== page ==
In the last years, the annual number of radiological procedures is exponentially increasing, consequently the collective dose is growing up, especially because of the spread of medical practices imparting non-trivial doses to patients, such as diagnostic Computed Tomography (CT) and interventional radiology. This implies that the risk associated to ionizing radiation, although small at the individual level, might lead to an increased number of cancer cases in the population. The study of Berrington de Gonzales [2] estimated that CT scans performed during 2007 in the USA could be related to about 29,000 future cancers.

Public health policies should support radiation protection culture in medical practice in order to ensure safety cares and the best allocation of available resources [3].

Medical practices involving ionizing radiation are allowed only if justified [4]. The knowledge level on radiation safety of physicians represents a key point to reduce the patient’s exposure in medical practices. Doctors have to know the doses, the detrimental effects associated and the alternatives with lower risk of exposure to avoid the request of unnecessary and unsuitable radiological exams.

Nevertheless, several studies detected lack or poor knowledge about ionizing radiation doses and effects in radiological procedures by the doctors in every specialities and grades.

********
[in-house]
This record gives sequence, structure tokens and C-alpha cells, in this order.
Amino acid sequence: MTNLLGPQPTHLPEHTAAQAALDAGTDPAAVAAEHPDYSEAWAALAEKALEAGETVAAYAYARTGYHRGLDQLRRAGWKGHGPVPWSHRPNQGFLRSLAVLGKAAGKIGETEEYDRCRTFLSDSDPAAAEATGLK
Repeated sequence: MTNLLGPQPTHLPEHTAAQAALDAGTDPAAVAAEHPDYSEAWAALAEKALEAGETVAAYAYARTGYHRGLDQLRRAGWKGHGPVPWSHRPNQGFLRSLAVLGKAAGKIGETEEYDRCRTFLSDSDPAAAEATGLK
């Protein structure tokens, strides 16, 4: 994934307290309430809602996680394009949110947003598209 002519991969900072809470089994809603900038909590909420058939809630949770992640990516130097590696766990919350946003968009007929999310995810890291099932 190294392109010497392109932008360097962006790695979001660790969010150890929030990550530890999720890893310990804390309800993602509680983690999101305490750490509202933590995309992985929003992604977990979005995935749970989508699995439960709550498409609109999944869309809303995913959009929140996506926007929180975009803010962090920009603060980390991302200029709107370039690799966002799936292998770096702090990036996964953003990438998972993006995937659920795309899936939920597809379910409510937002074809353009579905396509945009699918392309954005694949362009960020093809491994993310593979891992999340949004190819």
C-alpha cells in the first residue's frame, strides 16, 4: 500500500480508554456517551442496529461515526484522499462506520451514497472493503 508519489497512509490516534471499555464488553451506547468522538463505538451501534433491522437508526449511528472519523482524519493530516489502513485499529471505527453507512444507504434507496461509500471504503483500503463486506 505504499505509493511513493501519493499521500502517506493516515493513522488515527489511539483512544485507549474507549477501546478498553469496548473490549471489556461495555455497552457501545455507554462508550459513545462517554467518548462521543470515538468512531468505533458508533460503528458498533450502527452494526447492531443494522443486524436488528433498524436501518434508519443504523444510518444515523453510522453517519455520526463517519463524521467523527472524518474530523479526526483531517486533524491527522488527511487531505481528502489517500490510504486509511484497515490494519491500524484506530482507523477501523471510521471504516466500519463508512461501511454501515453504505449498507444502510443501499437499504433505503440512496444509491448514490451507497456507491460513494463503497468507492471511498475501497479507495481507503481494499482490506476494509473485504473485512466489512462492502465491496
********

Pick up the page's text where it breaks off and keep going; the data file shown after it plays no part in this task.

The aim of the study was therefore to investigate the physicians’ knowledge about patient exposure to ionizing radiation during common radiological procedures and radiation protection awareness.

Method

Design and population

All physicians belonging to the Order of Physicians, Surgeons and Dentists of the Pavia District were eligible for the study. Dentists were excluded. As our survey was performed on the entire population of physicians of Pavia District (4410 individuals), is not expected to estimate the sample size.

A cross-sectional design was applied to achieve study aims.

The Ethics Committee of the University of Pavia approved the study protocol.

Study plan and conduction

The study was carried out from March to May 2013. The board member were invited to attend the study with a letter written by the Order’s Chairman. Furthermore, an advertisement was included on the website of the Medical Association. Precisely, after 1-month from the first invitation, a reminder was sent to the physicians to improve the response rate. To prevent study bias from participant self-education, the actual topic was not clearly mentioned.